Brown seemed to put more effort in on the defensive end as a junior, but once again showed some head-scratching inconsistency. While he has solid size, lateral quickness and active hands and feet, he rarely stayed engaged after he was beaten on the defensive end, not fighting through screens or recovering nearly as well as a player with his size and length should. He looks solid statistically, particularly because he grabs a lot of steals, but he has a lot of work to do before he can be considered ready to guard NBA point guards.
Overall, Lorenzo Brown has the size and distributing ability that scouts covet in point guard prospects, but with some significant holes in his game. Furthermore, he is already 22-years-old, and will be a 23-year-old rookie, which puts his ability to make stark improvement into question. It is almost needless to say that he has quite a bit to prove to scouts in private workout settings, as his junior year added to the list of questions pertaining to his NBA prospects, rather than answering them. Regardless, he has a very good chance of hearing his name called on draft night - even potentially late in the first round -but he must have a strong showing on and off the court during the pre-draft process to ease some of the concerns teams have about him at the next level.
Career Highlights: Named Honorable Mention All-American by the Associated Press as a senior. Earned First-Team All-Mountain West honors as a senior. Ranks third all-time in school history with 342 rebounds in a single season. Ranks fourth all-time in school history with a 59.6 percent career shooting percentage. Played in 133 career games with 77 games started in his four-year career at Minnesota and Colorado State combined.
Senior (2012-13): Ranked first on team in scoring (14.2 ppg), rebounds (9.8 rpg) and field- goal percentage (.596).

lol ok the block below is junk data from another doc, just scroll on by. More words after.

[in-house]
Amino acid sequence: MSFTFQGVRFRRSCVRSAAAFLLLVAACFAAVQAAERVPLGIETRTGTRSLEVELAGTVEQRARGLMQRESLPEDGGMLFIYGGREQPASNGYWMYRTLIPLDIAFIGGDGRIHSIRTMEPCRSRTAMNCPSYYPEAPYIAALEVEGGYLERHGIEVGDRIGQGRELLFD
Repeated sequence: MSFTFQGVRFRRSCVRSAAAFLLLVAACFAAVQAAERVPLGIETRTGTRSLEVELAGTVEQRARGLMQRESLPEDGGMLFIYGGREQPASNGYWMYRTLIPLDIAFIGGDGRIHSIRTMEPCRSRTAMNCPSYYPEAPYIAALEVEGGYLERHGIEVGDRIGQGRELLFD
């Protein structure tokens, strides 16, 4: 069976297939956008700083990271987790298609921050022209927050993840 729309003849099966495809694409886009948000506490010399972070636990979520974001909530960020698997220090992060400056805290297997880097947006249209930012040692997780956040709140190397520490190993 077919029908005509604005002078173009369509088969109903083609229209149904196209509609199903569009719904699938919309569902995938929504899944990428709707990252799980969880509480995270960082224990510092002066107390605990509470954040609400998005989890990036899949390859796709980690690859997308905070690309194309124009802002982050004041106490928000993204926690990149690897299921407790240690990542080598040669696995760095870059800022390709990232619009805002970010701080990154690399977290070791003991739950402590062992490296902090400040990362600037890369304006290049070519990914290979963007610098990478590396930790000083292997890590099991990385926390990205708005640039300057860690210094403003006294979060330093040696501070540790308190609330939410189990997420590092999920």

Iverson's best asset as a prospect on the defensive end is his rebounding ability. Averaging an impressive 13.5 rebounds per-40 minutes pace adjusted, Iverson ranked as the 10th best rebounder in the NCAA this year. Not explosive enough to attack the ball at its highest point, Iverson does great work before the shot, getting into the body of his matchup as the ball is going up on both ends of the floor.
One of the most pleasant surprises in the 2013 senior class, Iverson is by no means a glamorous NBA prospect. Turning 24 in June, he's significantly older than most of his peers and questions remain about how he'll fare against the more athletic players he'd match up with the NBA. His size, ability to score in the post, and rebounding ability give him plenty of upside in the European game though, and there may be a team in the second round that feels he can provide depth at the five spot. Already training at Impact Basketball in Las Vegas, after surprisingly electing to pass up on competing at the Portsmouth Invitational Tournament--where his measurements and competitiveness could have helped generate some momentum heading into the draft process after playing off the radar most of the year in the MWC--it will be interesting to see what kind of progress Iverson is able to make as we head towards workout season.
Career Highlights: Named to the NCAA East Regional All-Tournament Team as a senior. Tied Syracuse school record with nine three-pointers in a game as a senior against Arkansas. Named to the Big East All-Tournament Team as a senior and set a tournament record with 17 three-pointers made.
Senior (2012-13): Ranked third on team in scoring (13.3 ppg) and second in rebounds (5.2 rpg).
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Southerland's offensive game begins (and for the most part ends) with his jump shot, specifically from the three-point range. 6.2 of his 10.5 field-goal attempts per game came from behind the arc his senior season, where he shot 39.8% for the season.
Southerland sports a very quick and compact shooting motion, having little trouble getting off high-quality shot attempts in most situations. The majority of his looks are of the spot-up, feet-set variety, but he also sees a good deal of work catching-and-shooting on the move coming off screens as well. Southerland does an excellent job moving without the ball constantly in Syracuse's offense, and also does a solid job maintaining his balance when shooting on the move, doing a good job of setting his feet and squaring to the basket regardless of the direction he's going.